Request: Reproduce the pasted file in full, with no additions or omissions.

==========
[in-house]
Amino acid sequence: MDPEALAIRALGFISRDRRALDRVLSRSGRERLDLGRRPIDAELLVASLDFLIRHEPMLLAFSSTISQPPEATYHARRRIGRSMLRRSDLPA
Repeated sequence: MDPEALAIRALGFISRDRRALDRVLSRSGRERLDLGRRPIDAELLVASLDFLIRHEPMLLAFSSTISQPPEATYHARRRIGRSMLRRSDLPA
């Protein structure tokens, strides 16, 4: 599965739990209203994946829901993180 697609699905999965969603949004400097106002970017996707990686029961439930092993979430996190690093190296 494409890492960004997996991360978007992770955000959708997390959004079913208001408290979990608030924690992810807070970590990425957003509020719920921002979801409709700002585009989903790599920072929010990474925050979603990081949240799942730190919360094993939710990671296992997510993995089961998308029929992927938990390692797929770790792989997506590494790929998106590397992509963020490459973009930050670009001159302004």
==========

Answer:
[in-house]
Amino acid sequence: MDPEALAIRALGFISRDRRALDRVLSRSGRERLDLGRRPIDAELLVASLDFLIRHEPMLLAFSSTISQPPEATYHARRRIGRSMLRRSDLPA
Repeated sequence: MDPEALAIRALGFISRDRRALDRVLSRSGRERLDLGRRPIDAELLVASLDFLIRHEPMLLAFSSTISQPPEATYHARRRIGRSMLRRSDLPA
């Protein structure tokens, strides 16, 4: 599965739990209203994946829901993180 697609699905999965969603949004400097106002970017996707990686029961439930092993979430996190690093190296 494409890492960004997996991360978007992770955000959708997390959004079913208001408290979990608030924690992810807070970590990425957003509020719920921002979801409709700002585009989903790599920072929010990474925050979603990081949240799942730190919360094993939710990671296992997510993995089961998308029929992927938990390692797929770790792989997506590494790929998106590397992509963020490459973009930050670009001159302004």